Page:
Neoprene and natural rubber are both polymers, although neoprene is synthetic. Natural rubber is extracted from a tree and is sensitive to temperature changes. Heavy demand led to the development of synthetic materials like neoprene, with similar but superior properties.
Natural rubber came into widespread use in the 19th century for products such as tires, waterproof fabrics and boots, according to the International Institute of Synthetic Rubber Producers. The rubber was found to become brittle in cold weather and sticky in hot weather.
Vulcanization refers to a process which forms crosslinks of sulfur in rubber. According to the website American Chemistry, it makes neoprene stronger, more elastic and more resistant to heat as well as oil, solvents and water.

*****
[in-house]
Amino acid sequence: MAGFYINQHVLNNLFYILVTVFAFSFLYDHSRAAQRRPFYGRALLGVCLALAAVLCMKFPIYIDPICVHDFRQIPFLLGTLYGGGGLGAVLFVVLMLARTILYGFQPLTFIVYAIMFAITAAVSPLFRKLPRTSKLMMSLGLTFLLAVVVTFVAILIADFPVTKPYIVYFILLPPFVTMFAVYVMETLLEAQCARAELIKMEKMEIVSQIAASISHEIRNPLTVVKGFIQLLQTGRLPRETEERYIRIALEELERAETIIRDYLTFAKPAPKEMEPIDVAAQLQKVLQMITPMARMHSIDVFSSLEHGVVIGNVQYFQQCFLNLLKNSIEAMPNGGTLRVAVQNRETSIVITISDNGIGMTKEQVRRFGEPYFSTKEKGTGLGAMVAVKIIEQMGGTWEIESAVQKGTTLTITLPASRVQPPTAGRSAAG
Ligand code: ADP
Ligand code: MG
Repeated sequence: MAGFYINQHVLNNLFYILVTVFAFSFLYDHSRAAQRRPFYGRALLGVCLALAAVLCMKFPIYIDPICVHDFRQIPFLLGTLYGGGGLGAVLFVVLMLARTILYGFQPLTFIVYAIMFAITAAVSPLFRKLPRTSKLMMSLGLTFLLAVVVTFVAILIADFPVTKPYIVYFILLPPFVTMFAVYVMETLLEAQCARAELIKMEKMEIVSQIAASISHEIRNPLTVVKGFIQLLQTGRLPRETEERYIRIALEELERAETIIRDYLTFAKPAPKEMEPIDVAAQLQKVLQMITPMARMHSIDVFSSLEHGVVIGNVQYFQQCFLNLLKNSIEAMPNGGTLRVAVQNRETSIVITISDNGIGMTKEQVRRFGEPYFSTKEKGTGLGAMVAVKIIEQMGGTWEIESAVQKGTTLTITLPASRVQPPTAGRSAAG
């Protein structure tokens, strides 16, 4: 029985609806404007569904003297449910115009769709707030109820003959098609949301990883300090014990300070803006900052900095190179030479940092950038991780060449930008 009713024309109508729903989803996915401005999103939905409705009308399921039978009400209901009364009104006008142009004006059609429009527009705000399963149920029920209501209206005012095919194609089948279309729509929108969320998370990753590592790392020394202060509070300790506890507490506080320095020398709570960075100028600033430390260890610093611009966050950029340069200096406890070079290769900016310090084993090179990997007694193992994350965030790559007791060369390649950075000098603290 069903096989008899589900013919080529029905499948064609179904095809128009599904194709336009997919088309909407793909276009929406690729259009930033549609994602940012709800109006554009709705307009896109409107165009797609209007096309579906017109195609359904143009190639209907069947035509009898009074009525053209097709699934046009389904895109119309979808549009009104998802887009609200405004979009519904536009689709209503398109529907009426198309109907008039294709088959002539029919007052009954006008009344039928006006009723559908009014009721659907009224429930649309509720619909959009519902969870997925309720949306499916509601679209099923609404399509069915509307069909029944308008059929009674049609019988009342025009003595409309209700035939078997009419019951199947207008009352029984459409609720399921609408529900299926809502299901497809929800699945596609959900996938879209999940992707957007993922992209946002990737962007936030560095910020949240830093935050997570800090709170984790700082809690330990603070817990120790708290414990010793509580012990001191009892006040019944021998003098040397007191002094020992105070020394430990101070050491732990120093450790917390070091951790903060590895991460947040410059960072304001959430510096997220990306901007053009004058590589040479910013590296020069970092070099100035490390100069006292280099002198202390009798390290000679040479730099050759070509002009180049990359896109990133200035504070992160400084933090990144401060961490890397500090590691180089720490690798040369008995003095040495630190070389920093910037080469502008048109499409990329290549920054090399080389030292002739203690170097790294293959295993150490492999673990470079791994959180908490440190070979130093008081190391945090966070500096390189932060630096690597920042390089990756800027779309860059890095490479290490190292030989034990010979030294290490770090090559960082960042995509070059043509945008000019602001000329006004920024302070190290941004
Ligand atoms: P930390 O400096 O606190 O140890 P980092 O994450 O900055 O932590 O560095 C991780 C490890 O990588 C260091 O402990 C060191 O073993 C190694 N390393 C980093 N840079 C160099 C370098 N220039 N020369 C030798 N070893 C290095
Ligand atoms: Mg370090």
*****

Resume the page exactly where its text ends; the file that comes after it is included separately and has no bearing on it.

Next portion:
Neoprene is used for many things including footwear, wetsuits, adhesives and asphalt products. The number of sulfur cross-inks between the chloroprene molecules in neoprene alters its hardness and strength, resulting in different products for different uses.
About the Author
Lexa W. Lee is a New Orleans-based writer with more than 20 years of experience. She has contributed to "Central Nervous System News" and the "Journal of Naturopathic Medicine," as well as several online publications. Lee holds a Bachelor of Science in biology from Reed College, a naturopathic medical degree from the National College of Naturopathic Medicine and served as a postdoctoral researcher in immunology.
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